Different sorts of pretreatment techniques have been examined in order to improve the methane yield. Vivekanand et al. (2013) evaluated the effect of different operating conditions of steam explosion on the digestibility of birch. The highest methane yield that they obtained was 369 mL CH4/g VS from birch pretreated at 220 °C for 10 min (Table 2). Moreover, they found that there was a correlation between the glucose released from enzymatic treatment and the methane yield obtained during anaerobic digestion. On the other hand, hydrothermal pretreatment using SO2 as catalyst was found by us lead to a slightly lower methane yield of 305 mL CH4/g VS (Matsakas et al. 2015). To obtain this yield, cellulolytic enzymes at a concentration corresponding to 15 FPU/g were added.

Apart from the thermal treatments, alkaline pretreatment at lower temperatures has also been evaluated. The alkaline pretreatment has proven to be more beneficial, as Mirahmadi et al. (2010) achieved higher methane yield (460 mL CH4/g VS) when birch was treated with 7% w/w NaOH for 2 h at 100 °C. On the other hand, when NaOH was supplemented with 5.5% w/w thiourea and treated at −15 °C for 16 h, the methane yield was reduced to 360 mL CH4/g VS (Mohsenzadeh et al. 2012).

Finally, another research group has also tried to evaluate ionic liquid pretreatment using NMMO (Goshadrou et al. 2013). Pretreatment with NMMO at 130 °C for 3 h resulted in an increase in methane production from 158 mL CH4/g VS to 232 mL CH4/g VS.


Willow (Salix spp.) is also an important genus that can be found in several countries around the world. Turick et al. (1991) evaluated different willow species without using any sort of pretreatment, except size reduction. The highest methane yield that they demonstrated reached 310 mL CH4/g VS when either S. eriocephala or S. exigua was used (Table 2).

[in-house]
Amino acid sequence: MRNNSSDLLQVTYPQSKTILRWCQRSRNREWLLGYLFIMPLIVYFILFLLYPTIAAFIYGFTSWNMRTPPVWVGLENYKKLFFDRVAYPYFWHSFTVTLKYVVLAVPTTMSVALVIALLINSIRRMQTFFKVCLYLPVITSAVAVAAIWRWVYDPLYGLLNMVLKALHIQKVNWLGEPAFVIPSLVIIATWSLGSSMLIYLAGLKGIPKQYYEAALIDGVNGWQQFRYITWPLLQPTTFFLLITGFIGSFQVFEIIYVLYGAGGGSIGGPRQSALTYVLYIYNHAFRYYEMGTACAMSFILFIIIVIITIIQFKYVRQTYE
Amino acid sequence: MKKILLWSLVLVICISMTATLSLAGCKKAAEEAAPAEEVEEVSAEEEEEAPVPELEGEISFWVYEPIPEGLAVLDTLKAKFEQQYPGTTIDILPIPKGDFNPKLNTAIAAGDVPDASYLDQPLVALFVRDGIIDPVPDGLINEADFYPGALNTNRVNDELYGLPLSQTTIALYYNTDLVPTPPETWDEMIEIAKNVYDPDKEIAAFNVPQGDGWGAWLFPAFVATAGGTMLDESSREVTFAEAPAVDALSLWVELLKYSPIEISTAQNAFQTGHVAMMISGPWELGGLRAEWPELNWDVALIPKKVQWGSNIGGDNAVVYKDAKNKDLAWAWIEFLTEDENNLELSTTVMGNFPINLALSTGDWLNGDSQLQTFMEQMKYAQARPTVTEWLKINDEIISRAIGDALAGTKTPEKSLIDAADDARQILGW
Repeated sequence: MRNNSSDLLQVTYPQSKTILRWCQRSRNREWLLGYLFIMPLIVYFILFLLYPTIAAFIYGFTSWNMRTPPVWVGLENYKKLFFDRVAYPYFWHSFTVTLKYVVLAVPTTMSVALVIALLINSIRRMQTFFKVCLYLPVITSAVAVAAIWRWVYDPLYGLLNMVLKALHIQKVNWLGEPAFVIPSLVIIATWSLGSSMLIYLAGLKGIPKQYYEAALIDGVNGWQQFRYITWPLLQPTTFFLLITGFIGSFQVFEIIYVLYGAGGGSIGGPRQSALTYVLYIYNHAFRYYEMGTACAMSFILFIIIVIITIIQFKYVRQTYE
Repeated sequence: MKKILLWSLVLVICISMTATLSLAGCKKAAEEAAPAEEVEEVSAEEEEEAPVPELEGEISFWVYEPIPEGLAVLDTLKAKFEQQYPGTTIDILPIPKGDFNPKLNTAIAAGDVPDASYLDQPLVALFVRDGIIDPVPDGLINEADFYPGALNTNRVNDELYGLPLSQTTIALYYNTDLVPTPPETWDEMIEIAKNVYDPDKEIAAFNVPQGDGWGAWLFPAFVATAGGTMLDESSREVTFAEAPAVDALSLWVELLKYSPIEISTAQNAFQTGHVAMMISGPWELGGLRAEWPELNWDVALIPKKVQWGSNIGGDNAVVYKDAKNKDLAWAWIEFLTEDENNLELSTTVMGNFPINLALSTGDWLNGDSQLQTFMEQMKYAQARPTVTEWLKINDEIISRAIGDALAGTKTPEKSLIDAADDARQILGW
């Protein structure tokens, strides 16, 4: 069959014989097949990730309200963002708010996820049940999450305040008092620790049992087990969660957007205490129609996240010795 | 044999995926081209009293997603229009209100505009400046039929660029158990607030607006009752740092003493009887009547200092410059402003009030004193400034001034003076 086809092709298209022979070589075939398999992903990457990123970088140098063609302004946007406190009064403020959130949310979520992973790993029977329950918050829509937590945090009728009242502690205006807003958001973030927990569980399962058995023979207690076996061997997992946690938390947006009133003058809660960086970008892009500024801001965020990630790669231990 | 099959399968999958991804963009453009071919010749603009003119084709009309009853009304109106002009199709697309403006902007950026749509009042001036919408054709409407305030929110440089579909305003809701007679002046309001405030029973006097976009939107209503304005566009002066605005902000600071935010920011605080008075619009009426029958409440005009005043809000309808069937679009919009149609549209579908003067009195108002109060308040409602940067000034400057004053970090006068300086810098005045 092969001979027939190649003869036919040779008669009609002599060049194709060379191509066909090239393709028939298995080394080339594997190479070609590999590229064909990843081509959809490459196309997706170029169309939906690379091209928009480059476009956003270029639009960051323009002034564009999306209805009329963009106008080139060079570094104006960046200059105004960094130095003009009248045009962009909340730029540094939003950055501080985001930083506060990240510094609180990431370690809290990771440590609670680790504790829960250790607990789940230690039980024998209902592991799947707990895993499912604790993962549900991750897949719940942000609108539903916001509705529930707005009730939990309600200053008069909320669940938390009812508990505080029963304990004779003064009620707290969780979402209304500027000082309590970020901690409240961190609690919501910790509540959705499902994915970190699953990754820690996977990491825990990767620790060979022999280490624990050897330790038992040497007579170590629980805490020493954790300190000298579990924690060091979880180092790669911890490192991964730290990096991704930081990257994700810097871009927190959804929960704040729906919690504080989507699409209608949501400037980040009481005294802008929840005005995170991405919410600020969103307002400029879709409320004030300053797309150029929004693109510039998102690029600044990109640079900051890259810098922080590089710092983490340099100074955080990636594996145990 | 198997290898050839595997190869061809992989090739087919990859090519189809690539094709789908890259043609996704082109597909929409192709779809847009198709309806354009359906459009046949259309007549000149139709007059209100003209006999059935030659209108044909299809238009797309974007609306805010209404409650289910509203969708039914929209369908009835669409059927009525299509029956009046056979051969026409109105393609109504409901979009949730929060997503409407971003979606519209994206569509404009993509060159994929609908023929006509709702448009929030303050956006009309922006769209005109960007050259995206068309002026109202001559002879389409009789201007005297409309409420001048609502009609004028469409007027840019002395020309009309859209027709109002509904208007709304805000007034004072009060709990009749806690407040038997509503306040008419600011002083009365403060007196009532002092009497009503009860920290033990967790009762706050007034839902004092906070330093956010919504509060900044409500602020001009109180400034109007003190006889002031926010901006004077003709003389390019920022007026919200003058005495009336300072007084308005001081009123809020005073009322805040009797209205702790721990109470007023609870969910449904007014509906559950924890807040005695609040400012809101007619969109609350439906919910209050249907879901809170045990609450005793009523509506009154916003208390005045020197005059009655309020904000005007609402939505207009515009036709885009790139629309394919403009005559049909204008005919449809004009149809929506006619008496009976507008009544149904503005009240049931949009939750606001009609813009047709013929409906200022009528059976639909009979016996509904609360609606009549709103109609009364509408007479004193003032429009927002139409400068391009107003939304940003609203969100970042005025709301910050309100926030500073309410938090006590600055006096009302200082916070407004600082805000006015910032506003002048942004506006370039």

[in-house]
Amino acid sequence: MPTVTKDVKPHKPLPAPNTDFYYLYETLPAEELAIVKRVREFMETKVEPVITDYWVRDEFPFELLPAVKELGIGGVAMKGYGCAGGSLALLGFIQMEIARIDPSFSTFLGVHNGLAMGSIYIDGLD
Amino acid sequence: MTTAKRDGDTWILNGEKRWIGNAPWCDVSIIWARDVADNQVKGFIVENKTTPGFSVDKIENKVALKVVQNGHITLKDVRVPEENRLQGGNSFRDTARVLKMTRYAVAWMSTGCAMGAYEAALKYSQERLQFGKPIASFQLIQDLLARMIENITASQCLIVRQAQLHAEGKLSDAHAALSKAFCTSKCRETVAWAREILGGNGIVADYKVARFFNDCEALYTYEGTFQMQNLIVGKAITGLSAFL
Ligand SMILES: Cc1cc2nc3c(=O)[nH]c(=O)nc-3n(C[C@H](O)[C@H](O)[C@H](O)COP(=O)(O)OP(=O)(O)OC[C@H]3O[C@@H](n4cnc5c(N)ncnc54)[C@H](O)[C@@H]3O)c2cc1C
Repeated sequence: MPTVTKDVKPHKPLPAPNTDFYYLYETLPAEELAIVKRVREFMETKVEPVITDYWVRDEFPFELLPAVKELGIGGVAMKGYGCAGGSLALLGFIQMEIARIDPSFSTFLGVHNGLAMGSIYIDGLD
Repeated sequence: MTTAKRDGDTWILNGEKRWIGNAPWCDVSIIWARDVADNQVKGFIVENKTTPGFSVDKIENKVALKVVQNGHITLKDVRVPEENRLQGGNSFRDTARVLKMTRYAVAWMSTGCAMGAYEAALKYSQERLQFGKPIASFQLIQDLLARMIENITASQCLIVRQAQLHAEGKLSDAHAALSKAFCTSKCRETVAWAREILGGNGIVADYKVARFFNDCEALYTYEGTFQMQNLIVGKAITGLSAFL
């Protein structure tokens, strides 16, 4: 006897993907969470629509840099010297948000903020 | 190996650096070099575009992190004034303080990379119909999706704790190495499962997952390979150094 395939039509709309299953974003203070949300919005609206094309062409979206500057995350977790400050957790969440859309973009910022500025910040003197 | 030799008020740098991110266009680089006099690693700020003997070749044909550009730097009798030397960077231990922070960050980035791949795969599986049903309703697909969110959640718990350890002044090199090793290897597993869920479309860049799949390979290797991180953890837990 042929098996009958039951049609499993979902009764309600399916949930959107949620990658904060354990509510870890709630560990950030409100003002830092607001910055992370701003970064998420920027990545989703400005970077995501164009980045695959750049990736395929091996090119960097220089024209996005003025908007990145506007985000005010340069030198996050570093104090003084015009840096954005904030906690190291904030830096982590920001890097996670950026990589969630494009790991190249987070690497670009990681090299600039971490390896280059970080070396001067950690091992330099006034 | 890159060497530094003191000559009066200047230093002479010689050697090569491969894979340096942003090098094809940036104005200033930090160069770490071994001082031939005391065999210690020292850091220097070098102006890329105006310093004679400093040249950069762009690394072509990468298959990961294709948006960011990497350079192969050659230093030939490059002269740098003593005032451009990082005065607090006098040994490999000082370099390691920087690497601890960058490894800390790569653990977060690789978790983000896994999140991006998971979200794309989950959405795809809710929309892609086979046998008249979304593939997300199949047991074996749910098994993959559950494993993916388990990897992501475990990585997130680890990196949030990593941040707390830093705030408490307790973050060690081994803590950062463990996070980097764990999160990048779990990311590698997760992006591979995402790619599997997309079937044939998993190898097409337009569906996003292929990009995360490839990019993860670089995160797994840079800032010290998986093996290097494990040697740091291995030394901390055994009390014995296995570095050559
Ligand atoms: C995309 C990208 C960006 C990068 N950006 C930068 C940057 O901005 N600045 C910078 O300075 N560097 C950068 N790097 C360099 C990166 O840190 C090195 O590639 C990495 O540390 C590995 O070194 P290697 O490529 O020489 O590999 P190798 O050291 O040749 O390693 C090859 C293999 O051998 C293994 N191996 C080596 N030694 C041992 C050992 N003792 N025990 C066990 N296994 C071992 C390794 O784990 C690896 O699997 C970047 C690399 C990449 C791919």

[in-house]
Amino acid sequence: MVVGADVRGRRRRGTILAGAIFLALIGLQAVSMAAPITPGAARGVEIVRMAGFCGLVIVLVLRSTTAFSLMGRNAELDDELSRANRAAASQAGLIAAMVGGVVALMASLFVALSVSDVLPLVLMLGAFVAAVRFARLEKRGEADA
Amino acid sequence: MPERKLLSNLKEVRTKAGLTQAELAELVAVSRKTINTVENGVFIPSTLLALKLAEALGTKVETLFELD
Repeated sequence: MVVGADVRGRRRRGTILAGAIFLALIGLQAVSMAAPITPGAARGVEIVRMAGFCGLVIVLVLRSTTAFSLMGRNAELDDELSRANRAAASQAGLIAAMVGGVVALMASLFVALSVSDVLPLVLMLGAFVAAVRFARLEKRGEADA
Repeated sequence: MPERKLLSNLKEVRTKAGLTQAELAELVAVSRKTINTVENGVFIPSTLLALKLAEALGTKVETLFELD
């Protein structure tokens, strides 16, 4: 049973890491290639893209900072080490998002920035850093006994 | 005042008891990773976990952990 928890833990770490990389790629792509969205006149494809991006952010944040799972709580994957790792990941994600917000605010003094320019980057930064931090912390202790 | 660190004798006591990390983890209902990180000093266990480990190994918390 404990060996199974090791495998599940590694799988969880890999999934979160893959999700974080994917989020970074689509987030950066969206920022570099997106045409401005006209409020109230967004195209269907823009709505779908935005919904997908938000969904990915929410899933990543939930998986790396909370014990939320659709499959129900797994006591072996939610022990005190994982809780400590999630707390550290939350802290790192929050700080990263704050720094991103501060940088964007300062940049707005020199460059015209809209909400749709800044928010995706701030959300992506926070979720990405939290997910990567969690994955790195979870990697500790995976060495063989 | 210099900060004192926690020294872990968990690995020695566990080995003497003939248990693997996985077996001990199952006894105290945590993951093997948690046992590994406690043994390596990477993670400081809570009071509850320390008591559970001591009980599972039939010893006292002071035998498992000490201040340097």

Horn et al. (2011) used the species Salix viminalis in their work. They evaluated different combinations of temperature and holding time during steam explosion pretreatment, by varying the temperature from 170 to 230 °C, whereas the holding time was set at 5, 10, or 15 min. Methane production after 57 days was more or less similar for a range of combinations of temperature and holding time, with the highest yield obtained being about 240 mL CH4/g VS. Moreover, the authors found a correlation between the methane (and biogas) yield and the sugar release after enzymatic saccharification of the pretreated materials. As a result of this good correlation, they proposed that this could serve as a fast screening of the digestibility of lignocellulosic materials. In another study, Estevez et al. (2012) evaluated different operational conditions of steam explosion pretreatment of Salix, where the highest amount of methane was obtained with the combinations 230 °C for 5 min (241 mL CH4/g VS), 230 °C for 10 min (234 mL CH4/g VS), and 210 °C for 10 min (230 mL CH4/g VS). In the next stage of their work, they also evaluated co-digestion of the pretreated Salix with cow manure at different ratios, which resulted in different carbon to nitrogen (C:N) ratios. For these experiments, they choose to use the pretreatment conditions of 210 °C for 10 min, as the improvement in methane yield observed under the harsher pretreatment conditions was not statistically significant. From the different mixtures that were evaluated, the highest methane yields were obtained for 30% Salix (228 mL CH4/g VS) and 40% Salix (224 mL CH4/g VS) in terms of total VS, which was equivalent to a C:N ratio of 35 and 39, respectively.

Table 2. Different Sources of Hardwood Forest Materials and Yield Obtained during Anaerobic Digestion

Finally, soaking in aqueous ammonia was examined by Jurado et al. (2013) for the pretreatment of willow prior to digestion. Untreated willow resulted in 80 mL CH4/g VS, whereas when pretreatment took place with 32% w/w ammonia solution at 25 °C for three days, the methane yield increased to 155 mL CH4/g VS.


Eucalyptus is a tree genus that predominates in Australian forests. Apart from Australia, eucalyptus can be found in many other countries such as Brazil. Nakamura and Mtui (2003) used wood chips from Eucalyptus globulus and evaluated the following pretreatment processes: extraction with hot water (125 °C for 20 min), extraction in the presence of 1% NaOH (125 °C for 20 min), and steam explosion (25 atm for 3 min). Untreated eucalyptus chips gave very poor methane production of only 48 mL (which is equivalent to 14 mL CH4/g TS (total solids) if one takes into consideration the amount of dry chips that the authors used). The hot water extraction was more efficient, resulting in 421 mL of methane (which is equivalent to 124 mL CH4/g TS), whereas when supplemented with 1% NaOH the methane yield increased to 456 mL (134 mL CH4/g TS). Finally, the highest methane production observed was when steam explosion was used, and it reached 660 mL (194 mL CH4/g TS) (Table 2).